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    Introducing the Free Journal Network – community-controlled open access publishing

Introducing the Free Journal Network – community-controlled open access publishing

Discontent with the scholarly publishing industry continues to grow, as the prevailing subscription model appears increasingly unsustainable and open access big deals, one mooted alternative, unlikely to lead to optimal outcomes either. The Free Journal Network was established earlier this year in order to nurture and promote journals that are free to both authors and readers, and run according […]

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    Journal data sharing policies are moving the scientific community towards greater openness but clearly more work remains

Journal data sharing policies are moving the scientific community towards greater openness but clearly more work remains

Data sharing is a key part of the drive towards greater openness in scientific research, allowing readers to reproduce and confirm an article’s findings, or even reuse its data as part of a new study. Many journals have policies requiring researchers to share their data in full, with PLOS being a forerunner in this area. But how effective has […]

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    Making visible the impact of researchers working in languages other than English: developing the PLOTE index

Making visible the impact of researchers working in languages other than English: developing the PLOTE index

As outlined in the Leiden Manifesto, if impact is understood in terms of citations to international publications, a bias is created against research which is regionally focused and engaged with local society problems. This is particularly critical for researchers working in contexts with languages other than English. Peter Dahler-Larsen has developed the PLOTE index, a new indicator which hopes […]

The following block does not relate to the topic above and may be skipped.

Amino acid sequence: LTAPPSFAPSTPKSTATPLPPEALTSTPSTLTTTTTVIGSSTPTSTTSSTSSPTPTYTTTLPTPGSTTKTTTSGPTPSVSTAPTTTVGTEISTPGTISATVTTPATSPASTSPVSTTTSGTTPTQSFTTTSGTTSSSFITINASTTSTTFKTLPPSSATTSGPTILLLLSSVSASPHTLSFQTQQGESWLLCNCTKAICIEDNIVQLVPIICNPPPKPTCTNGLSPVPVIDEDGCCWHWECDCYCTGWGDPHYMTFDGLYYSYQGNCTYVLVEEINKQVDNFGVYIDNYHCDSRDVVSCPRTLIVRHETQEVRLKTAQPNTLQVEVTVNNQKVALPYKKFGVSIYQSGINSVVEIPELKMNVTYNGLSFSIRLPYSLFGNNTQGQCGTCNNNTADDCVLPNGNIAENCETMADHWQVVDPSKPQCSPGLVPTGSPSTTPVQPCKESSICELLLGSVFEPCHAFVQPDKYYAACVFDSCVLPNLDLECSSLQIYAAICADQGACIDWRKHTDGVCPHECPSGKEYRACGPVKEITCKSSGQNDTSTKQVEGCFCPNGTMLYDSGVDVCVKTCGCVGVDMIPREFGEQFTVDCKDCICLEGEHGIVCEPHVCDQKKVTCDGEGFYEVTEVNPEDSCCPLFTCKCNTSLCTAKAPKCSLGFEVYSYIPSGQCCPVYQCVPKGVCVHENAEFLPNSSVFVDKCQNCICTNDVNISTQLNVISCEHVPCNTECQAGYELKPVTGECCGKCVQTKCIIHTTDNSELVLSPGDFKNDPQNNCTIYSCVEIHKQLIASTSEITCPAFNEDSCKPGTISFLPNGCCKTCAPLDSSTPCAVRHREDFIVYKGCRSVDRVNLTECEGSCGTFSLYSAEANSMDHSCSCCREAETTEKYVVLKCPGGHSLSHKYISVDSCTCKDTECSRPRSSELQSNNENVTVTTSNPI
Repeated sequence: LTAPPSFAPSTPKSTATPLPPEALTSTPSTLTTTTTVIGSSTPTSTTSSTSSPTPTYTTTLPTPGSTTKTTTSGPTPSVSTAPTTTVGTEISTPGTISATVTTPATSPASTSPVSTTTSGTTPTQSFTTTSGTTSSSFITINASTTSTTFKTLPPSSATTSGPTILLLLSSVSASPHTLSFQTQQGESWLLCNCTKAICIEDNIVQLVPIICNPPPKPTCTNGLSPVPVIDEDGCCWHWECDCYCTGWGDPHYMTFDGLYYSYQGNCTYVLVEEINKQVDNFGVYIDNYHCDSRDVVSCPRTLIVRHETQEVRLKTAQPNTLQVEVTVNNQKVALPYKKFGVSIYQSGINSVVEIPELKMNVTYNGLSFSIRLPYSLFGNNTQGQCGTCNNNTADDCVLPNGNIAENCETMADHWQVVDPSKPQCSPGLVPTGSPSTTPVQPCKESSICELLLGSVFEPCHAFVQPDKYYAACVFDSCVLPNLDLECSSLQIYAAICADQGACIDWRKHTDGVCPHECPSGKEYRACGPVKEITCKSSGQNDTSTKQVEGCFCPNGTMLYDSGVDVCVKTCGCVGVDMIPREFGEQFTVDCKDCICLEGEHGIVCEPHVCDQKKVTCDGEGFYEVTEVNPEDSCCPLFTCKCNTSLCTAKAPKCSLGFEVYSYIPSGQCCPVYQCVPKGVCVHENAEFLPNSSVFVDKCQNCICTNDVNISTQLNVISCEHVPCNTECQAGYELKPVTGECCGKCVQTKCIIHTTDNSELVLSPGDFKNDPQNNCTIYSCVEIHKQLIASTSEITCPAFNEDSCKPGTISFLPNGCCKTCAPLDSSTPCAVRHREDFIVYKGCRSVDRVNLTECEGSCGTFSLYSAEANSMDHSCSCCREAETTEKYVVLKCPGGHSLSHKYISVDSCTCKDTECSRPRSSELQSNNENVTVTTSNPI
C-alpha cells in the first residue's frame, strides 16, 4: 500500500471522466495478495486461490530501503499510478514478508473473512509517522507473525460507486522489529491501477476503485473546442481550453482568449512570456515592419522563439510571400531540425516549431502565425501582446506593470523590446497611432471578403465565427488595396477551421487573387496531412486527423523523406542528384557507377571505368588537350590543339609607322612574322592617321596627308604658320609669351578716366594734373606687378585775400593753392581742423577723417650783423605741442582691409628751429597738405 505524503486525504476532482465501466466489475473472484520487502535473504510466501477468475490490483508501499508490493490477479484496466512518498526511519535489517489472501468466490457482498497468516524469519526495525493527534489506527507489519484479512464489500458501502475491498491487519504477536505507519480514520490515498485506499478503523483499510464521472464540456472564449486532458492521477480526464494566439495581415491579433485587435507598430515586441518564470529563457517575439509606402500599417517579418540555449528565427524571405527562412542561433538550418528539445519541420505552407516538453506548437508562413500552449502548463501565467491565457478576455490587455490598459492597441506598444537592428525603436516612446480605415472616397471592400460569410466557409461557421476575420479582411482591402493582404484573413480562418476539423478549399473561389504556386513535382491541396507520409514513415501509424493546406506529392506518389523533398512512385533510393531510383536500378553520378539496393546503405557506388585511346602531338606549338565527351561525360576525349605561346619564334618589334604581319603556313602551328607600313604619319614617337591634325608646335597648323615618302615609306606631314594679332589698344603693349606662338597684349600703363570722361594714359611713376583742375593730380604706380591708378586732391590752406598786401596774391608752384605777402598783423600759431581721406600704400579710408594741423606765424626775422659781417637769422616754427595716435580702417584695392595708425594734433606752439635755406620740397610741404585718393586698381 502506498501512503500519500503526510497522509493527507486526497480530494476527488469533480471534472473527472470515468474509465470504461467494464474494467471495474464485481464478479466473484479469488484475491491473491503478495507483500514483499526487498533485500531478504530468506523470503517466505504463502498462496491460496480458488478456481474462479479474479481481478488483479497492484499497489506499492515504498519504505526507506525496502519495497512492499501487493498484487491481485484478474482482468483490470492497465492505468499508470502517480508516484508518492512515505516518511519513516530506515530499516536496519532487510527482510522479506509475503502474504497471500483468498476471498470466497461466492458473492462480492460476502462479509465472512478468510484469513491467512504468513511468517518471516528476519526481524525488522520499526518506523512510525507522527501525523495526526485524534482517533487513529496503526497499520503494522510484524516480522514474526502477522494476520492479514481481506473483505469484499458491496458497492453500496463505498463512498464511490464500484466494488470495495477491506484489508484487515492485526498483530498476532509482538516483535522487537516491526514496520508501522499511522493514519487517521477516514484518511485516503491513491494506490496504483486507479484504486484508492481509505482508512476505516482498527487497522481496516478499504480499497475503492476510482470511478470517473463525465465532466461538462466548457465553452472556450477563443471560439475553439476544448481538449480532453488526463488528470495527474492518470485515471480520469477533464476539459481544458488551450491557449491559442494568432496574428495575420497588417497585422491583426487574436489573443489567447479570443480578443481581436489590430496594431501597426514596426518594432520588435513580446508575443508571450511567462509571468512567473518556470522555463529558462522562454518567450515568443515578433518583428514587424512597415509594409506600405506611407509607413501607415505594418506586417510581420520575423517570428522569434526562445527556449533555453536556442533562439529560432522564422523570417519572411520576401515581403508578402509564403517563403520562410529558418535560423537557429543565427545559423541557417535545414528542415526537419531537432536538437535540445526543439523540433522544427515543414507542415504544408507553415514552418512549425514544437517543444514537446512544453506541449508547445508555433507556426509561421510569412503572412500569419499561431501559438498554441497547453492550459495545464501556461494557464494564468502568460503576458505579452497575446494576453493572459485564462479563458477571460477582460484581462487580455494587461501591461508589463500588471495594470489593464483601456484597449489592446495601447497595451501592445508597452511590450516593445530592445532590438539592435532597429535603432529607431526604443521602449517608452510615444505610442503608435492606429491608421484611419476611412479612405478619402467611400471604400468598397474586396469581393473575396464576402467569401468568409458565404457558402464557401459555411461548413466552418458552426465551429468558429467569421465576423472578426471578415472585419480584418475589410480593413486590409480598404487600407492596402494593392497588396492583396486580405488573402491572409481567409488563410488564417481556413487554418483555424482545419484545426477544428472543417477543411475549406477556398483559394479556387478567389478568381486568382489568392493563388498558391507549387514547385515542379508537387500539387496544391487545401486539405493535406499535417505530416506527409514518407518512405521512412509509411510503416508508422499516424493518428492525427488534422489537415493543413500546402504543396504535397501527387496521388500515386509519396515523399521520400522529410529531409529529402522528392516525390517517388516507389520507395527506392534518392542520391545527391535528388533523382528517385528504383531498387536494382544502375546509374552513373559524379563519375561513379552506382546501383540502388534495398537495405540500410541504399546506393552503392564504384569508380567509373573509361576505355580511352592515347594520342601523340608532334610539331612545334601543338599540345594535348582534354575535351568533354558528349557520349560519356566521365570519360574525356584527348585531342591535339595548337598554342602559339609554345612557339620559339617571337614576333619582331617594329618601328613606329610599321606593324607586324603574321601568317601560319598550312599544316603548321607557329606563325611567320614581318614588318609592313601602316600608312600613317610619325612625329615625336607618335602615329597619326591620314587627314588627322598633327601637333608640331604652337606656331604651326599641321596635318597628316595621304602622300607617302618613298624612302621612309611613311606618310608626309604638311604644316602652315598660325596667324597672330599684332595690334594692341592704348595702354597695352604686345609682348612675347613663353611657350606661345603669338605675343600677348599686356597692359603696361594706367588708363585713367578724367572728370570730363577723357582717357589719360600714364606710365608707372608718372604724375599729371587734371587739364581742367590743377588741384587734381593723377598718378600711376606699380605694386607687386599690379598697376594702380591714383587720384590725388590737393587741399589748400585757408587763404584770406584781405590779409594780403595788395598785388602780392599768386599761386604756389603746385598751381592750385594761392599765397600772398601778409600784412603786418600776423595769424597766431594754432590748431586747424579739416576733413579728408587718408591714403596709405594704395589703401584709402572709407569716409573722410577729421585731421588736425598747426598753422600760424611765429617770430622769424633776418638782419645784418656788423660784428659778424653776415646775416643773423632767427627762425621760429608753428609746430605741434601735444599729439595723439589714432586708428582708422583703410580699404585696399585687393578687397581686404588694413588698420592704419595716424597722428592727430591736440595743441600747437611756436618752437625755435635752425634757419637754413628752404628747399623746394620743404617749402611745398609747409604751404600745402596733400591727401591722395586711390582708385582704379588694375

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    To save the research literature, get rid of the literature review

To save the research literature, get rid of the literature review

The literature review is a staple of the scholarly article. It allows authors to summarise previous work in the field and highlight what makes their own contribution an original or novel one. But when those previous studies are misrepresented by an author, or even dismissed altogether amid claims of a “paucity of research”, isn’t the knowledge base in fact […]

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    Software updates: the “unknown unknown” of the replication crisis

Software updates: the “unknown unknown” of the replication crisis

The replication crisis is largely concerned with known problems, such as the lack of replication standards, non-availability of data, or p-hacking. One hitherto unknown problem is the potential for software companies’ changes to the algorithms used for calculations to cause discrepancies between two sets of reported results. Anastasia Ershova and Gerald Schneider encountered this very problem in the course […]

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    Don’t let publication be the end of the story – transforming research into an illustrated abstract

Don’t let publication be the end of the story – transforming research into an illustrated abstract

Publishing research that can be accessed as widely as possible is clearly crucial, but ensuring that research is accessible to similarly large groups of people is an altogether different challenge. The CC BY license, required by many funders when publishing open access, permits users to transform and build upon the licensed content, creating something new and original. Lucy Lambe […]

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    Alphabetical name ordering is discriminatory and harmful to collaborations

Alphabetical name ordering is discriminatory and harmful to collaborations

When multiple authors collaborate on an article, book, or report, the order in which they are listed is important. How this is done may vary by scientific discipline, with most determining the order according to the authors’ respective contributions. But some fields continue to follow the convention whereby authors are listed in alphabetical order. Matthias Weber argues there is […]